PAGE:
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1886 Ludington Record

Jan 14, 1886

Mrs. D.T. Huston’s mother, Mrs. Steward died last Sunday a the advanced age of 83 years. The funeral services were conducted a the family residence by Revs. Keyes, and Hill last Tuesday afternoon.

Mr. Jesse B. Hathaway, of Victory, died of consumption on the 10th inst., aged 54 year ,and was buried from the family residence on Tuesday last, the services being conducted by his pastor, Rev. S.M. Hill he being a member of the Ludington Presbyterian church. He has resided in Victory most of the time since he discharge from the Union Army, being highly respected by a large acquaintance, both as a citizen and a Christian. The widow and his two sons will remain upon the farm. His last testimony was a happy triumph of the Christian faith.

Jan. 21, 1886

Last Friday afternoon a telegram was received stating that Mr. William Cohen, (who left the area for health reasons), of New York dry goods store (In Ludington), was dead and that the store was to be closed at once. It will be remembered that Mr. Cohen has been a sufferer for a long time but more particularly during the past few months

. The sudden death of Mr. S. W. Newson, late of Manistee, but recently employed at Butters & Peters mills across the harbor, has caused more than the usual amount of interest in such cases, owing to the fact that a report of malpractice has been circulated; a report however, that has not been verified by the autopsy requested by Dr. Graham and ordered by the Jury. Mr. Newson was a widower, 42 years old of respectable appearance, but of very nervous temperament. It appears that for some time he had been suffering from nervous prostration and insomnia brought about by over work. His position at the mill was that o f chief millwright.

On Saturday evening he called at the W.C. Arnold’s drug store to see his friend Dr. Graham and after making a confident of him on matters that he conceived to be troubles he requested the doctor take him in hand and if possible induce sleep. He was taken over to the office, a fire was built for comfort and a dose of chloral administered, some ten grains as Dr. Graham estimates.

The was followed by three lighter doses without securing the effect sought. The patient died at about ten o’clock on Sunday morning. A jury was impanelled and testimony taken on Monday and also on Tuesday. The jury ordered a post mortem examination. On Tuesday afternoon at the undertakers, in the presence of the coroner, jury, Drs. Crosby, Carroll, Atwood, Graham, Hinman, Biggs, May, and Cole, a few others and the representative of the Record. Dr.’s. W.H. Taylor and A.P. McConnell made the examination.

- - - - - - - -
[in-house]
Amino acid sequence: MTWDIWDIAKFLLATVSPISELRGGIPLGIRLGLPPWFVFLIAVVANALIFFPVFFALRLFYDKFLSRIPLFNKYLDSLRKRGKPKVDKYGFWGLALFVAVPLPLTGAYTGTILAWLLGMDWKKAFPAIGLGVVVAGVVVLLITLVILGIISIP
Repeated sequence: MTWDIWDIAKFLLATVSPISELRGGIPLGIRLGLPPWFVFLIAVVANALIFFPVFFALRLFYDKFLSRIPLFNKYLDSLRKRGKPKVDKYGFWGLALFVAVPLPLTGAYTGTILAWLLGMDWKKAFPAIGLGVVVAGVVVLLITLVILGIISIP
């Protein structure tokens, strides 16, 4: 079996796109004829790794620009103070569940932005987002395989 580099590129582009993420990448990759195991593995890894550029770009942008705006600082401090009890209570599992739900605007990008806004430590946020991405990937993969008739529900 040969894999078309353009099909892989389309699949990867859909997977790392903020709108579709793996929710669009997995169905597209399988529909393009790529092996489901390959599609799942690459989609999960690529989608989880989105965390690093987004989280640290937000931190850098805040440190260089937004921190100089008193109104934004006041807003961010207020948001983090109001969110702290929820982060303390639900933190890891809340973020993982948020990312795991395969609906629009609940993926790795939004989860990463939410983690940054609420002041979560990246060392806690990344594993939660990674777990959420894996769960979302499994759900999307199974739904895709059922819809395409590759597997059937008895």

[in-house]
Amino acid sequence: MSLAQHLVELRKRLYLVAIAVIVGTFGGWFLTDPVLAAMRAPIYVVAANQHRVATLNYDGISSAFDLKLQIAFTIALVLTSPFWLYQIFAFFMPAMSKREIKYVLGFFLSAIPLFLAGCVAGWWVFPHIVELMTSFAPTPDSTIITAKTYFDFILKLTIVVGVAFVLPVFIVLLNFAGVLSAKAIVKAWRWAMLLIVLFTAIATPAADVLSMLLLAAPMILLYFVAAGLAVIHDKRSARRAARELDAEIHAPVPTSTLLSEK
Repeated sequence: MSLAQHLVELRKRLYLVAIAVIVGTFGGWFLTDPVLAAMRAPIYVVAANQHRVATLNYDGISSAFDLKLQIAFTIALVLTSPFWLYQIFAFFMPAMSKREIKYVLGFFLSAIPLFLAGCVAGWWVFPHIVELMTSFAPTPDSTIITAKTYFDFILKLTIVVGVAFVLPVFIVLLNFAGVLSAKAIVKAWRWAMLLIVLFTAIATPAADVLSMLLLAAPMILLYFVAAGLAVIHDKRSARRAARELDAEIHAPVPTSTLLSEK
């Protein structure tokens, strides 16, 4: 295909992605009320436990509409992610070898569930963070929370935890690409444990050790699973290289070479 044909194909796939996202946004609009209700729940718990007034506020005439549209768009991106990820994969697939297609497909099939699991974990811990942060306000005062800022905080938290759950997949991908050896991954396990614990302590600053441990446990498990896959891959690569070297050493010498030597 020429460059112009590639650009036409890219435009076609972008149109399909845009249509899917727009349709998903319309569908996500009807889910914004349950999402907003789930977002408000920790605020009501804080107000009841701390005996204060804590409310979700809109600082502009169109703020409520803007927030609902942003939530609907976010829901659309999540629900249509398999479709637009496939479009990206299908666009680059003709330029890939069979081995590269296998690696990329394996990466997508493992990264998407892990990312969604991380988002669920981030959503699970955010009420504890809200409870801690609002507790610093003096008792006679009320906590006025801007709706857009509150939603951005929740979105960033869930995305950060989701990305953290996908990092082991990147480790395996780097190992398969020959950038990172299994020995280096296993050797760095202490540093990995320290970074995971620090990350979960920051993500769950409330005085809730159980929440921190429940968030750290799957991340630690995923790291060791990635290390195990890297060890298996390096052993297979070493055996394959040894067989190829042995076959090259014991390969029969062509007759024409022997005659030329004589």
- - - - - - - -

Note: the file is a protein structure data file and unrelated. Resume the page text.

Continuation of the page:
The stomach was opened and found to be in a normal condition, the liver, heart and lungs examined without finding any indication that the subject came to this death by other than natural causes. Following is the material portion of the verdict:

The jury upon their oaths do say that the said S.W .Newson, while in dr. Graham’s office in the city of Ludington, in said county, to wit; On the 17th of January, 1886 was found dead, but died in the presence of Dr. Crosby and others; that he had no marks of violence appearing on his body and that he, the said W.S.Newson, died from the nervous prostration and not otherwise. In witness where of the said coroner and jury of this inquest have her unto set their hands and seals.

Jan. 28, 1886

Mrs. L.S. Haines, a resident of Summit township, died on Monday last and was buried on Tuesday. Rev. A.A. Darling preached the funeral sermon.

Feb. 4, 1886

The friends of Mrs. Henry C Taylor will be pained to learn of her death which took place at Rockford this state. She has been suffering for two years past and to add to her sufferings her eyesight had gradually left her until she was totally blind for months before her demise. Mrs. Taylor was a lady of fine sensibilities and kindly disposition and was a friend indeed to those who must needed her sympathy. Her friends express genuine sorrow at her untimely death and extend condolence to Mr. Taylor and his family over their irreparable loss.

Euphemia, daughter of P.M. Heyes, died at the home of her grandparents, in Amber, Jan. 28th, aged 15 years. Her disease was diphtheria and the funeral services had to be postponed until all danger from infection shall have passed. The case is a sad one.

Feb. 11, 1886

On Monday, the 8th, inst., Mrs. Thompkins, daughter of Mr. .and Mrs. Pliny Turner of Victory, died, aged 21 years. The funeral services were conducted by Rev. S.N. Hill at the family residence on Tuesday afternoon. Mr. W.S. Foster, about 70 years old, died of Typho – pneumonia last Sunday at Fountain. Mr. Foster has been a resident of this county many years. For some years past he has been engaged in manufacturing lumber, having build and operated the sawmill east of Judge Wing’s place. He has just completed another mill at Fountain and built for himself and family a residence in that vicinity. He was a constant worker in church matters, and in all respects a good citizen. He leaves a wife and three sons.